or make a special hash object constructed with Python::KW() the last argument:

  $o->foo($pos1, $pos2, Python::KW(key1 => $val1, key2 => $val2));

The KW() function can be imported to reduce clutter in the argument list:

  use Python qw(KW);
  $o->foo($pos1, $pos2,
          KW(key1 => $val1, key2 => $val2)
         );

Note: One of these ways of specifying keyword arguments might be dropped in the final version of this interface.

Overloading

The Python::Object class use perl's overloading mechanism to make instances behave like perl data. Python sequence objects can be treated like perl arrays and python mapping object can be treated like hashes. If $list is a reference to a Python::Object wrapping a list then statements like these are allowed:

   @array = @$list;     # copy list elements into a perl array
   $list->[0];          # same as getitem($list, 0)
   $list->[0] = 42;     # same as setitem($list, 0, 42)
   pop(@$list);         # same as $list->pop;

Correspondingly, a python dictionary $dict can be used like this:

   @array = %$dict;     # copy key/value pairs out of the dictionary
   $dict->{foo};        # same as getitem($dict, "foo")
   $dict->{foo} = 42;   # same as setitem($dict, "foo", 42)
   delete $dict->{foo}; # same as delitem($dict, "foo")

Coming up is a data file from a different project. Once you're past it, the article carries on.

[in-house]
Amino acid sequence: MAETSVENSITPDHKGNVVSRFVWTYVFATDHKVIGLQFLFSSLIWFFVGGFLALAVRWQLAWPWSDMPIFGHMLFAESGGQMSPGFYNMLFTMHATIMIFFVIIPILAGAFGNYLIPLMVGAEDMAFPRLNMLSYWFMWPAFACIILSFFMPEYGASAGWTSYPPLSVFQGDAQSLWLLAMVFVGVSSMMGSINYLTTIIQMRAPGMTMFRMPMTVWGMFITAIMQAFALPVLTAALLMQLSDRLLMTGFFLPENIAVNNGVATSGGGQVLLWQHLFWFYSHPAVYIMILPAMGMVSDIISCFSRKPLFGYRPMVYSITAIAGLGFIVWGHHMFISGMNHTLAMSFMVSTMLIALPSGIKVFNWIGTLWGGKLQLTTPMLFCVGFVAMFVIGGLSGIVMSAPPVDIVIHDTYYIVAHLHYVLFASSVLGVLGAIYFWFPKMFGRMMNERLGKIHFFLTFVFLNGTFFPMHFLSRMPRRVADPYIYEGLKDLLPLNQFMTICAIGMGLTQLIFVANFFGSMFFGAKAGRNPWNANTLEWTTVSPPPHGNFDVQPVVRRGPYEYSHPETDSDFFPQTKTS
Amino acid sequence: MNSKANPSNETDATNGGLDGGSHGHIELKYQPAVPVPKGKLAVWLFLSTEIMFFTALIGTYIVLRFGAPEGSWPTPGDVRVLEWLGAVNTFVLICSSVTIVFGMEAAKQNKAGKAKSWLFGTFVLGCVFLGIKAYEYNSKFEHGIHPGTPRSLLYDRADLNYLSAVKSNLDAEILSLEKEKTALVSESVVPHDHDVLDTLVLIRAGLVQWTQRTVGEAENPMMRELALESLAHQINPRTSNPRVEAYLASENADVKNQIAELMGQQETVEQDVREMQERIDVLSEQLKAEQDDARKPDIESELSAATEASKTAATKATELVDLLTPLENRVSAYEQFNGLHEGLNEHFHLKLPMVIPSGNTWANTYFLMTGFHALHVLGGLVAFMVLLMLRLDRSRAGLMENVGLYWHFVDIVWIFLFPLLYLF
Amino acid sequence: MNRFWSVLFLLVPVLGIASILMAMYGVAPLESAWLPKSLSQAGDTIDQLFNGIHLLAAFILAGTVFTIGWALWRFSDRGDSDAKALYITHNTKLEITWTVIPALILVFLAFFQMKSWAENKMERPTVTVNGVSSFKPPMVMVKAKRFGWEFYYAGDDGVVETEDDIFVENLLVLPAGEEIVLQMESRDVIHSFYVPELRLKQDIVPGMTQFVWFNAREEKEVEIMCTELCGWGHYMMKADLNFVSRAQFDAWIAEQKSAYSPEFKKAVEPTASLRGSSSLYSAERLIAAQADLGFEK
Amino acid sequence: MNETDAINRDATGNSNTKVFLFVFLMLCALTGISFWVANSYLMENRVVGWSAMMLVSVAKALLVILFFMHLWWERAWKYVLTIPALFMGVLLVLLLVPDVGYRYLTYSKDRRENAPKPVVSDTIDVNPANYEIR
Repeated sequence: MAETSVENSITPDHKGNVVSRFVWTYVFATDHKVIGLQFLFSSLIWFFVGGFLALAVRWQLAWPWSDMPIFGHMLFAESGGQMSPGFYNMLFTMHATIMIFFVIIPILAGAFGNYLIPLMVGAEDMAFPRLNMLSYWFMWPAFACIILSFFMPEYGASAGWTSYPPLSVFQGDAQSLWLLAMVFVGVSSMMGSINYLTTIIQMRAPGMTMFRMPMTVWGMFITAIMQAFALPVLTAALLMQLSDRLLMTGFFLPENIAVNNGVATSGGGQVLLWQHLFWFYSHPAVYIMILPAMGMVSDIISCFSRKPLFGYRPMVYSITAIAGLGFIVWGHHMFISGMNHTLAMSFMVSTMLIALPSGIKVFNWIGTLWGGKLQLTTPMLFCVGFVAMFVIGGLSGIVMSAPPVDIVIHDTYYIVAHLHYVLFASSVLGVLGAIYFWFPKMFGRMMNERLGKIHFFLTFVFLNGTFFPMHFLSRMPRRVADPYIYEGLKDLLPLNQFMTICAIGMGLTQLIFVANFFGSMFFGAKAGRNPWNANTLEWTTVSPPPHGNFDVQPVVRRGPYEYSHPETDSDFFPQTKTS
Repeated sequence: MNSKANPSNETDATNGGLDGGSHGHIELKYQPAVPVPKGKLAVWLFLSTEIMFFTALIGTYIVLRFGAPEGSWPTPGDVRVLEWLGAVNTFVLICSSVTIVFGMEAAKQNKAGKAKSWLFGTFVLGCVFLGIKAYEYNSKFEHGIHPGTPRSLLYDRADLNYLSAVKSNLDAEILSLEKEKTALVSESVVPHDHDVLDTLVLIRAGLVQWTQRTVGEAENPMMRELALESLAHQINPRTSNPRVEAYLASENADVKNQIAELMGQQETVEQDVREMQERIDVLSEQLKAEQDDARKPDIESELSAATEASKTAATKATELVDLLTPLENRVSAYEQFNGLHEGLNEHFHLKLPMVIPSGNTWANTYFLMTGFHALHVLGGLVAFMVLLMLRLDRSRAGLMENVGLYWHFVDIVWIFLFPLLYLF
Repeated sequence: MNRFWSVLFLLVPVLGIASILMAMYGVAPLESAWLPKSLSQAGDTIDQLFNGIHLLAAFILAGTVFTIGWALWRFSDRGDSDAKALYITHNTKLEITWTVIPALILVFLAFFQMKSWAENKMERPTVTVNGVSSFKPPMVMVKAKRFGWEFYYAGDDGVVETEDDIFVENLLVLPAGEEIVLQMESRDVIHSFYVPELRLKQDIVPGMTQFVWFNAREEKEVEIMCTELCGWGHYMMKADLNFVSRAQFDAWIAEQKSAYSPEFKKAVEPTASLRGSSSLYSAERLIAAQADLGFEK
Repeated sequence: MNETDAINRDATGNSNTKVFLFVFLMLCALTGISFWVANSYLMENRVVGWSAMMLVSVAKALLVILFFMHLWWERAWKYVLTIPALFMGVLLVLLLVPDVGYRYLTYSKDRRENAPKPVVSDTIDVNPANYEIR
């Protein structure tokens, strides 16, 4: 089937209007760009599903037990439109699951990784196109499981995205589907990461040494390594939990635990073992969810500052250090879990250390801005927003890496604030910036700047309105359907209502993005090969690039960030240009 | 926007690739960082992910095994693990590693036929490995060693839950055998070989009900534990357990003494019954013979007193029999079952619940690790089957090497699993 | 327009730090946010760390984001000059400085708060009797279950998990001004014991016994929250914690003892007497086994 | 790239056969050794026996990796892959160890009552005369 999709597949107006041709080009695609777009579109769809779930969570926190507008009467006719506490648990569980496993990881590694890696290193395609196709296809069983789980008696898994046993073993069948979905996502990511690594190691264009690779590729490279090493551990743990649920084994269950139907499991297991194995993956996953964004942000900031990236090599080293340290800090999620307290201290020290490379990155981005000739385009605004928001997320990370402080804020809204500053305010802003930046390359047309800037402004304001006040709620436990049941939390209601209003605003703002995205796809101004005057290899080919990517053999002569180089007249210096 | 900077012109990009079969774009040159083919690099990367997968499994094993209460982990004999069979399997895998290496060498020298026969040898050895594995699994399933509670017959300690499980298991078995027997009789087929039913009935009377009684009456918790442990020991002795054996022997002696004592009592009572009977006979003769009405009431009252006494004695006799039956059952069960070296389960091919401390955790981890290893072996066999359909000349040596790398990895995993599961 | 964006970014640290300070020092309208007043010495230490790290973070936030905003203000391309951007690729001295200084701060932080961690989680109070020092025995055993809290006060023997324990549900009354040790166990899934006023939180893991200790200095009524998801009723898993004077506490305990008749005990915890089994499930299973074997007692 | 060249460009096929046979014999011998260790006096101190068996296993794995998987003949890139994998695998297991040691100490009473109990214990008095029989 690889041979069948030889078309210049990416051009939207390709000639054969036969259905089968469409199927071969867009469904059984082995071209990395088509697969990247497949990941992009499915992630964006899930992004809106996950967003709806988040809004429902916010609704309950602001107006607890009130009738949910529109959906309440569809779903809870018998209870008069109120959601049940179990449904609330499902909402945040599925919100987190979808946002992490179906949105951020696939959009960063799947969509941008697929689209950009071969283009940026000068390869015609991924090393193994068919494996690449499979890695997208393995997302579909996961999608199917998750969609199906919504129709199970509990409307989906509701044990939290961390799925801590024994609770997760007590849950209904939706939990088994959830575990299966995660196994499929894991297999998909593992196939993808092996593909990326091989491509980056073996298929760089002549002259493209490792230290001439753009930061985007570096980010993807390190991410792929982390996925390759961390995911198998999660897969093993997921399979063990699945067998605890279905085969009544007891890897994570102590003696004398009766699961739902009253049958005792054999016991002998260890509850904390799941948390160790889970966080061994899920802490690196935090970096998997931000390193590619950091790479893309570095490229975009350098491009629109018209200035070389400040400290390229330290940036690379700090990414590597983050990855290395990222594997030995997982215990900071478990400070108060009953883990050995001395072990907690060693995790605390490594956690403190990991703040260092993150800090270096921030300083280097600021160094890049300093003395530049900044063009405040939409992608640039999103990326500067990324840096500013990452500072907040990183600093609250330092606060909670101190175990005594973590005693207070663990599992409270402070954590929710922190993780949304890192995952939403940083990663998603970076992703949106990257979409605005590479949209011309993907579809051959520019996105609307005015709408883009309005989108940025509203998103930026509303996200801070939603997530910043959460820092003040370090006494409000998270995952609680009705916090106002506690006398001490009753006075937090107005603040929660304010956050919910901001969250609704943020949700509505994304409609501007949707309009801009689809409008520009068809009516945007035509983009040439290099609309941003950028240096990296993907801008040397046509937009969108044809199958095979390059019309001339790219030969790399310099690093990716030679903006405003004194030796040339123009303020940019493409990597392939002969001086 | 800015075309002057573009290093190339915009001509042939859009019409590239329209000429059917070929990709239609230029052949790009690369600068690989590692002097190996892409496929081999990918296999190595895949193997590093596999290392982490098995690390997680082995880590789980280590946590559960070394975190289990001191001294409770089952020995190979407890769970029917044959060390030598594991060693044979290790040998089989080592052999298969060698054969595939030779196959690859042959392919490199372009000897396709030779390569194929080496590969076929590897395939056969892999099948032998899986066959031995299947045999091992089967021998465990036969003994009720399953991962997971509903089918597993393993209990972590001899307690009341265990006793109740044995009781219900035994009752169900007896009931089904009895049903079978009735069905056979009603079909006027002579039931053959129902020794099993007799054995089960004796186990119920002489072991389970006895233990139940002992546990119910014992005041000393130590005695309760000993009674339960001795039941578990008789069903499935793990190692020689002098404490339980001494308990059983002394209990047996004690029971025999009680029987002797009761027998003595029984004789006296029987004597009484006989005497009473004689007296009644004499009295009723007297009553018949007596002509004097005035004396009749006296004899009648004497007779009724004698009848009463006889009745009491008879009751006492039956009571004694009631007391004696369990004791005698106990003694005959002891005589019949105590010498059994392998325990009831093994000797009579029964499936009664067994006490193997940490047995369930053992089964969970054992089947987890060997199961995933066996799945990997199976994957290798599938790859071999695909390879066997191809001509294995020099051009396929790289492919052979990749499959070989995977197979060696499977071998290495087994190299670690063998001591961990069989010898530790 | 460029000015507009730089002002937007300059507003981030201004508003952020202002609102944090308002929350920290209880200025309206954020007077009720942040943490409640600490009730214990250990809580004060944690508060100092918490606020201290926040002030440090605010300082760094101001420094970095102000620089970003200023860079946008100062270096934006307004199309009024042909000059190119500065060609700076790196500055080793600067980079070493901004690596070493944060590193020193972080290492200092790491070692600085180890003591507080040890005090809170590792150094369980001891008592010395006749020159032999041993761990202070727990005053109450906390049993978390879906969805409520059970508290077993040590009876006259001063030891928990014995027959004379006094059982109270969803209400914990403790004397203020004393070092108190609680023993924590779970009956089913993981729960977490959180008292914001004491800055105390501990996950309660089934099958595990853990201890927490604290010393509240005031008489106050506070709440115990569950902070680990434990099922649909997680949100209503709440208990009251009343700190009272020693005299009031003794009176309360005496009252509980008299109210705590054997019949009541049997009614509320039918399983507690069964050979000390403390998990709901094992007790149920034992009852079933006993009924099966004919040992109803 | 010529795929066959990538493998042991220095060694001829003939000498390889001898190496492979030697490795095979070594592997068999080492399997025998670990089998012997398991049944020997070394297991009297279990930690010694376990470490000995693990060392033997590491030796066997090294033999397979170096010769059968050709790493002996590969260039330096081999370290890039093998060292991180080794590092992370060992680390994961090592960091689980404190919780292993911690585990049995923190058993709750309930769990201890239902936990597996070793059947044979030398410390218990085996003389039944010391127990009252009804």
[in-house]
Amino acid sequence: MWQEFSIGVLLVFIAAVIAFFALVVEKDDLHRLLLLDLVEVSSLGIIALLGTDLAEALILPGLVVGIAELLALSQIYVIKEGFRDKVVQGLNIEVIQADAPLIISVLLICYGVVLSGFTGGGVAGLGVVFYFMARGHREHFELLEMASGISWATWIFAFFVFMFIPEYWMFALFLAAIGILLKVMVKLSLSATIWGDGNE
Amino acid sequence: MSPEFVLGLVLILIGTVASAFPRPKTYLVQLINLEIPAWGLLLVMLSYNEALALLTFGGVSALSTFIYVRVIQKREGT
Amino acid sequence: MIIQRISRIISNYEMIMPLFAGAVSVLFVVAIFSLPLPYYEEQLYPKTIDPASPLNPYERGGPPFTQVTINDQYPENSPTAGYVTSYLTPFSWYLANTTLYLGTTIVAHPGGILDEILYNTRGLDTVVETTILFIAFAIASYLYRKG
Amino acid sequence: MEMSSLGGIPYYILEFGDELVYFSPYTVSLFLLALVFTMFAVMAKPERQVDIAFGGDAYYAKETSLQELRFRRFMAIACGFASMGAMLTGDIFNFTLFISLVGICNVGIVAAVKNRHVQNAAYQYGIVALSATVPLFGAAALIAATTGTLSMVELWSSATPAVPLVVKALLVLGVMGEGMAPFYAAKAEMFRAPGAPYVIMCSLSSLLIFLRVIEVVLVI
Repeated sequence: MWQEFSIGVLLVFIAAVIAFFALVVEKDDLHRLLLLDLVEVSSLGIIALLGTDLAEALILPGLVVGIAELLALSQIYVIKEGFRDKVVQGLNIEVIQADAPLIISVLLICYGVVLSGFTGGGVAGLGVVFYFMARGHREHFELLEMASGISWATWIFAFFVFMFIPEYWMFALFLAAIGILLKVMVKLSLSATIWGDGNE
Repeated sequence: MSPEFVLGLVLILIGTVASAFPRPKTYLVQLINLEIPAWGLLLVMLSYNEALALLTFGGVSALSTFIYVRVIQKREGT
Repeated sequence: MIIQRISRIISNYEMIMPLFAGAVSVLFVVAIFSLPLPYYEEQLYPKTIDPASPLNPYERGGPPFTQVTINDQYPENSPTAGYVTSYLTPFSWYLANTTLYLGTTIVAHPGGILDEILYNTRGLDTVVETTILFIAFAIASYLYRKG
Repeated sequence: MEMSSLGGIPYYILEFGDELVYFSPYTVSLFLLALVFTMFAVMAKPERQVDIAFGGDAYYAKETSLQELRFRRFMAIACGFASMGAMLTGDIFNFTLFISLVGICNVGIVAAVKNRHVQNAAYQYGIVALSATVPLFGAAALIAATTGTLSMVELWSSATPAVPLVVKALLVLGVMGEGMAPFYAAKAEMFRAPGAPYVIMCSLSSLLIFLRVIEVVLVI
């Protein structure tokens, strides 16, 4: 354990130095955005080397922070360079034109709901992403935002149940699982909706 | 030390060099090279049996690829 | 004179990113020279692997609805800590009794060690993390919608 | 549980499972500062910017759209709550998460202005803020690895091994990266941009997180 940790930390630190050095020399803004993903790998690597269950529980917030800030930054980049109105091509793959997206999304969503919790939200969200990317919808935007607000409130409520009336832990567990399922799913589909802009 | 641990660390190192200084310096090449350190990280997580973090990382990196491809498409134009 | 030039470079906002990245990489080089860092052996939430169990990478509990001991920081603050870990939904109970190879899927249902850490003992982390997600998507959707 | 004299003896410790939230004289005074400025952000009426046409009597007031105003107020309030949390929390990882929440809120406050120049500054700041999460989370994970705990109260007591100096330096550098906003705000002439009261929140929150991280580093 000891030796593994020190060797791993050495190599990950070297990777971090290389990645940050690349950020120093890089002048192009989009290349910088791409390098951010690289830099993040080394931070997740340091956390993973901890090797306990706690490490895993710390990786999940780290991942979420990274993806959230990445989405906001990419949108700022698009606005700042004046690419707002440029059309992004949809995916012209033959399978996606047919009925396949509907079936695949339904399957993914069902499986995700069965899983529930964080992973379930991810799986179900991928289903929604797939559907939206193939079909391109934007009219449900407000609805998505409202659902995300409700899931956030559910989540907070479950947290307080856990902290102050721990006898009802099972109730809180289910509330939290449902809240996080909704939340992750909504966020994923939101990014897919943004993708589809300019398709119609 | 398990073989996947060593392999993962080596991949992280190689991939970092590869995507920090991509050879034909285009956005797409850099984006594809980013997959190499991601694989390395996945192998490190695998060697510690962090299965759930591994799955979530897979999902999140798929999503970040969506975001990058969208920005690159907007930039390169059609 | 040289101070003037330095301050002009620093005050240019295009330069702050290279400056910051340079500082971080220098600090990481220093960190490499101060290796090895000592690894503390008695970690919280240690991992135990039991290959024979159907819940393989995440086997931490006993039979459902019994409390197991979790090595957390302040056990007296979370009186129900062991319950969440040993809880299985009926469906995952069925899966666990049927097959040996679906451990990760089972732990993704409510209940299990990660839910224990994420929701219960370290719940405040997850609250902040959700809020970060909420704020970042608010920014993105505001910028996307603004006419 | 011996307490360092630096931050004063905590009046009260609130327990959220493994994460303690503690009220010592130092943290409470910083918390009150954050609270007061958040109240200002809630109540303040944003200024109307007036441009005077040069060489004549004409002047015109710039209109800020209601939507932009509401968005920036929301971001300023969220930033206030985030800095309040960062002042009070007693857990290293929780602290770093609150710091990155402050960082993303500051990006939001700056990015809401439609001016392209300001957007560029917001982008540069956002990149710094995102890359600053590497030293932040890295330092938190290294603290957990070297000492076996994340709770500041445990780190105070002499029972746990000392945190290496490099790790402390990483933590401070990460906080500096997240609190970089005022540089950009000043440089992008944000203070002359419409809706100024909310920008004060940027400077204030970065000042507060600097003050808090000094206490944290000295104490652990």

exists $dict->{foo};

We also provide code dereferencing which make it possible to invoke objects directly:

   $callable->("foo");  # same as funcall($callable, "foo")

For objects used in string context, the str() function will be automatically invoked.

  "$obj";               # same as str($obj)

For objects used in boolean context, the PyObject_IsTrue() function will be automatically invoked.

  if ($obj) { ...}     # same as if (PyObject_IsTrue($obj)) { ...}

BUGS ^

Some all upper case method names (see perltie) are used by the overload/tie interface and will hide the corresponding python attribute in the object. If you need to access an attribute with a name clash, you need to use functions like getattr() and setattr().

COPYRIGHT ^

(C) 2000-2001 ActiveState

This code is distributed under the same terms as Perl; you can redistribute it and/or modify it under the terms of either the GNU General Public License or the Artistic License.

THIS SOFTWARE IS PROVIDED BY ACTIVESTATE `AS IS'' AND ANY EXPRESSED OR IMPLIED WARRANTIES, INCLUDING, BUT NOT LIMITED TO, THE IMPLIED WARRANTIES OF MERCHANTABILITY AND FITNESS FOR A PARTICULAR PURPOSE ARE DISCLAIMED. IN NO EVENT SHALL ACTIVESTATE OR ITS CONTRIBUTORS BE LIABLE FOR ANY DIRECT, INDIRECT, INCIDENTAL, SPECIAL, EXEMPLARY, OR CONSEQUENTIAL DAMAGES (INCLUDING, BUT NOT LIMITED TO, PROCUREMENT OF SUBSTITUTE GOODS OR SERVICES; LOSS OF USE, DATA, OR PROFITS; OR BUSINESS INTERRUPTION) HOWEVER CAUSED AND ON ANY THEORY OF LIABILITY, WHETHER IN CONTRACT, STRICT LIABILITY, OR TORT (INCLUDING NEGLIGENCE OR OTHERWISE) ARISING IN ANY WAY OUT OF THE USE OF THIS SOFTWARE, EVEN IF ADVISED OF THE POSSIBILITY OF SUCH DAMAGE.

SEE ALSO ^

Python, Python::Err, perlmodule